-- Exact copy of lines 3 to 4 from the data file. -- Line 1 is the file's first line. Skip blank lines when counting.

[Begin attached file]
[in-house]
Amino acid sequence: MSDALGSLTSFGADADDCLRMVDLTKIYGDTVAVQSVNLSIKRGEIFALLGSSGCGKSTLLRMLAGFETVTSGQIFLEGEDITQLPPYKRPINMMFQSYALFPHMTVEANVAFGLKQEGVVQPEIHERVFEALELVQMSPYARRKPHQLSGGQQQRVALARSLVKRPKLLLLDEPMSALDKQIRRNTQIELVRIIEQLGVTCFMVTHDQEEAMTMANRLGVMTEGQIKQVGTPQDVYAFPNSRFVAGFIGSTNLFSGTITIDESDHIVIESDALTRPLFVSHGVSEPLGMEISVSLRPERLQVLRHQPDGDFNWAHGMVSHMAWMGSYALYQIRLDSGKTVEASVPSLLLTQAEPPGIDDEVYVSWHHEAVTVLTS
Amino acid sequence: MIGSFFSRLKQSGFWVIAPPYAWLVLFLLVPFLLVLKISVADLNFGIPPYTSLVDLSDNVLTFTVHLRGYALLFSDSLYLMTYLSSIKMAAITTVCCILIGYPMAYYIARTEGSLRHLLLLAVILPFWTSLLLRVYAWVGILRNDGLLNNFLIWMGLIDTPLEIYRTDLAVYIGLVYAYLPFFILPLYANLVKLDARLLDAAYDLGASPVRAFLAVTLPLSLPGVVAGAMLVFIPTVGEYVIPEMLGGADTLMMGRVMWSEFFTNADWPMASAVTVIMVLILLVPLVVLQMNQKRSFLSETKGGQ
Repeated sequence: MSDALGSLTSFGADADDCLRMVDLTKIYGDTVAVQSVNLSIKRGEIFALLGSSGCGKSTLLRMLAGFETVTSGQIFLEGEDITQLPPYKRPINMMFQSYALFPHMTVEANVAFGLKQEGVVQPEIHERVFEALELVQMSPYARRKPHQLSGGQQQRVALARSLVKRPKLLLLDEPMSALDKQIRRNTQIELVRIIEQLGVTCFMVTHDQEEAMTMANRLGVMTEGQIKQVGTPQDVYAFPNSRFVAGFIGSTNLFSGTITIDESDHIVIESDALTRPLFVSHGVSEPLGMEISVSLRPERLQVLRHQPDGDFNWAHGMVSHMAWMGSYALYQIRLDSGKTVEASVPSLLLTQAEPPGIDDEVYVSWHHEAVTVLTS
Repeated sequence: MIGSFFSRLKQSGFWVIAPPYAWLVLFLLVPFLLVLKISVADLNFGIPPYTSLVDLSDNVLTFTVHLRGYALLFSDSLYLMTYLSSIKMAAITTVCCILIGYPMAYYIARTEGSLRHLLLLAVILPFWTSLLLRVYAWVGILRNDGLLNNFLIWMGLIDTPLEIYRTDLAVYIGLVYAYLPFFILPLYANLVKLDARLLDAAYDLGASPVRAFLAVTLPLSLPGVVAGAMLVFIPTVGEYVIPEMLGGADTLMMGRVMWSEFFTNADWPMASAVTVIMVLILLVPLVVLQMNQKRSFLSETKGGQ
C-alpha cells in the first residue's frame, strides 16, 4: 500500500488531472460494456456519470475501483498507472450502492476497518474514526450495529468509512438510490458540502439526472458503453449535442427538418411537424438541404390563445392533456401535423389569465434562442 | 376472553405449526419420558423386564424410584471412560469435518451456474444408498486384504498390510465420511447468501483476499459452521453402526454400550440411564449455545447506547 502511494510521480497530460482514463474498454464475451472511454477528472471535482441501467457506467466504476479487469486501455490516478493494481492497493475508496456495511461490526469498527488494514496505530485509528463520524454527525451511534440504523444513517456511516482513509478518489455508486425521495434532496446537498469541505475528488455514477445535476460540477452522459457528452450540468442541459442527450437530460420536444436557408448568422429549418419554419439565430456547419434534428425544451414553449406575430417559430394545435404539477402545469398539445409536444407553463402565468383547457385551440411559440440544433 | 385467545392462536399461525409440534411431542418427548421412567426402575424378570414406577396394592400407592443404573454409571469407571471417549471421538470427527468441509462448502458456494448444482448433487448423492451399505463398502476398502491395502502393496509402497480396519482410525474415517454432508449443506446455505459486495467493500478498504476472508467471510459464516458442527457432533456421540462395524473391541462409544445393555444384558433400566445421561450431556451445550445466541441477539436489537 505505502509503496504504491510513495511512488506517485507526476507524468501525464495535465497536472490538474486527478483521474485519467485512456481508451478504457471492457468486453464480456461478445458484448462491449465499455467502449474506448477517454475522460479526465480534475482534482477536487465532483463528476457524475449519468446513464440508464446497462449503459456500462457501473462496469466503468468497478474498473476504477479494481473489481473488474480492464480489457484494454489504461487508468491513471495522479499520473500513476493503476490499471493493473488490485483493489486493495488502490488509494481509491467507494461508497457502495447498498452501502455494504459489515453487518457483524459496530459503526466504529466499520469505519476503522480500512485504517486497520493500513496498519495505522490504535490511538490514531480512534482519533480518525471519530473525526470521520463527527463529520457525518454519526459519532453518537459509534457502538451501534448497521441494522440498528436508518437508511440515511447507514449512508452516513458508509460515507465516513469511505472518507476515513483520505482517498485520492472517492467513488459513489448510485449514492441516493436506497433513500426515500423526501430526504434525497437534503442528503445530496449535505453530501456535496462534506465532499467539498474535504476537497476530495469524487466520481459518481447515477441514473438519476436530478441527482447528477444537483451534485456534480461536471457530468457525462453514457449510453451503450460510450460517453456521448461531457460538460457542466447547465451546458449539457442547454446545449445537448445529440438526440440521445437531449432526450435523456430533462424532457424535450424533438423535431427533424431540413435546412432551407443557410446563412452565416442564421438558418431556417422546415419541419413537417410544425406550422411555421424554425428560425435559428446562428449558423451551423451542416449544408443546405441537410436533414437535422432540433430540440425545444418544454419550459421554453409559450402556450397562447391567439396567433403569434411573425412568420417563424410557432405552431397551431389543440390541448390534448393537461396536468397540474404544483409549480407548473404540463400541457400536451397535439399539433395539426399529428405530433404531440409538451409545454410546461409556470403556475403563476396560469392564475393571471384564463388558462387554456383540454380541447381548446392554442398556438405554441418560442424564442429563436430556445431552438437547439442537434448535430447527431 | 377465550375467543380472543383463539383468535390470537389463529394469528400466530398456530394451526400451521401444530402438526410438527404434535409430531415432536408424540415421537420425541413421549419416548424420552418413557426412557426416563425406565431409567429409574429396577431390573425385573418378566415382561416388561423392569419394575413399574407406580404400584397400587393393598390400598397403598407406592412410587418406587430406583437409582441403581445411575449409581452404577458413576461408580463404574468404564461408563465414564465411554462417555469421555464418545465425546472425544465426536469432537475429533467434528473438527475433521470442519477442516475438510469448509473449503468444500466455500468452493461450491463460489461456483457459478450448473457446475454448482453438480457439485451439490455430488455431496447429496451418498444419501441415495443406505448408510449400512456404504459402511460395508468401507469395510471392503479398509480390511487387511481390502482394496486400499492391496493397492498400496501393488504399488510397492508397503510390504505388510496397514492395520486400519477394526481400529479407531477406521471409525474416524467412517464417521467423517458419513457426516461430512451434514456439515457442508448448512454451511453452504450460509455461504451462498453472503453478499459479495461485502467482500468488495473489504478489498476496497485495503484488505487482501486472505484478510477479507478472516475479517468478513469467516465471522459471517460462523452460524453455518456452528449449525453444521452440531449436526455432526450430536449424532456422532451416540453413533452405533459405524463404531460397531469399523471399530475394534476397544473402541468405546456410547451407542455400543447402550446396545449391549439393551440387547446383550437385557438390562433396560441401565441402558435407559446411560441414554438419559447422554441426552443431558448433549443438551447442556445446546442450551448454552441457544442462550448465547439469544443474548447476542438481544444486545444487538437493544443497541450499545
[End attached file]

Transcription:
Amino acid sequence: MIGSFFSRLKQSGFWVIAPPYAWLVLFLLVPFLLVLKISVADLNFGIPPYTSLVDLSDNVLTFTVHLRGYALLFSDSLYLMTYLSSIKMAAITTVCCILIGYPMAYYIARTEGSLRHLLLLAVILPFWTSLLLRVYAWVGILRNDGLLNNFLIWMGLIDTPLEIYRTDLAVYIGLVYAYLPFFILPLYANLVKLDARLLDAAYDLGASPVRAFLAVTLPLSLPGVVAGAMLVFIPTVGEYVIPEMLGGADTLMMGRVMWSEFFTNADWPMASAVTVIMVLILLVPLVVLQMNQKRSFLSETKGGQ
Repeated sequence: MSDALGSLTSFGADADDCLRMVDLTKIYGDTVAVQSVNLSIKRGEIFALLGSSGCGKSTLLRMLAGFETVTSGQIFLEGEDITQLPPYKRPINMMFQSYALFPHMTVEANVAFGLKQEGVVQPEIHERVFEALELVQMSPYARRKPHQLSGGQQQRVALARSLVKRPKLLLLDEPMSALDKQIRRNTQIELVRIIEQLGVTCFMVTHDQEEAMTMANRLGVMTEGQIKQVGTPQDVYAFPNSRFVAGFIGSTNLFSGTITIDESDHIVIESDALTRPLFVSHGVSEPLGMEISVSLRPERLQVLRHQPDGDFNWAHGMVSHMAWMGSYALYQIRLDSGKTVEASVPSLLLTQAEPPGIDDEVYVSWHHEAVTVLTS